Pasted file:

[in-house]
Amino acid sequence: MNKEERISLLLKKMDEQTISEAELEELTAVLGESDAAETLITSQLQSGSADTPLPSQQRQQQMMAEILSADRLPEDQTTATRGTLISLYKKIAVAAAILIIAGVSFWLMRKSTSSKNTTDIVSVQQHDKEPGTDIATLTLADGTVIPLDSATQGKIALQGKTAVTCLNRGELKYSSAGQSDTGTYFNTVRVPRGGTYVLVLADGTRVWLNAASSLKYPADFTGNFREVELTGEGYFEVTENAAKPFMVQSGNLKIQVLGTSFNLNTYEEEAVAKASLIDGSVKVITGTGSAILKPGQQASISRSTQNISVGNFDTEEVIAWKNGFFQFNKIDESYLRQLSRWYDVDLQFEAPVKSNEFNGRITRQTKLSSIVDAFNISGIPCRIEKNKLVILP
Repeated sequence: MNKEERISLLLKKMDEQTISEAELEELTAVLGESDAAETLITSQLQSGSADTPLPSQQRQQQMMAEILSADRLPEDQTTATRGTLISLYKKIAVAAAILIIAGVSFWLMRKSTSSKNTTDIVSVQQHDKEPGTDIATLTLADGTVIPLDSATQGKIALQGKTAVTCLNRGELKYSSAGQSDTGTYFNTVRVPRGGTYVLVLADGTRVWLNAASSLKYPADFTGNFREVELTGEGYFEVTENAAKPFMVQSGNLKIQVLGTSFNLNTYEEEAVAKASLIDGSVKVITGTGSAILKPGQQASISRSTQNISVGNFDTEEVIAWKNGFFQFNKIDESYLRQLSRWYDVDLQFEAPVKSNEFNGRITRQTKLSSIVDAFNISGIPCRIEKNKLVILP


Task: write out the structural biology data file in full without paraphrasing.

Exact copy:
[in-house]
Amino acid sequence: MNKEERISLLLKKMDEQTISEAELEELTAVLGESDAAETLITSQLQSGSADTPLPSQQRQQQMMAEILSADRLPEDQTTATRGTLISLYKKIAVAAAILIIAGVSFWLMRKSTSSKNTTDIVSVQQHDKEPGTDIATLTLADGTVIPLDSATQGKIALQGKTAVTCLNRGELKYSSAGQSDTGTYFNTVRVPRGGTYVLVLADGTRVWLNAASSLKYPADFTGNFREVELTGEGYFEVTENAAKPFMVQSGNLKIQVLGTSFNLNTYEEEAVAKASLIDGSVKVITGTGSAILKPGQQASISRSTQNISVGNFDTEEVIAWKNGFFQFNKIDESYLRQLSRWYDVDLQFEAPVKSNEFNGRITRQTKLSSIVDAFNISGIPCRIEKNKLVILP
Repeated sequence: MNKEERISLLLKKMDEQTISEAELEELTAVLGESDAAETLITSQLQSGSADTPLPSQQRQQQMMAEILSADRLPEDQTTATRGTLISLYKKIAVAAAILIIAGVSFWLMRKSTSSKNTTDIVSVQQHDKEPGTDIATLTLADGTVIPLDSATQGKIALQGKTAVTCLNRGELKYSSAGQSDTGTYFNTVRVPRGGTYVLVLADGTRVWLNAASSLKYPADFTGNFREVELTGEGYFEVTENAAKPFMVQSGNLKIQVLGTSFNLNTYEEEAVAKASLIDGSVKVITGTGSAILKPGQQASISRSTQNISVGNFDTEEVIAWKNGFFQFNKIDESYLRQLSRWYDVDLQFEAPVKSNEFNGRITRQTKLSSIVDAFNISGIPCRIEKNKLVILP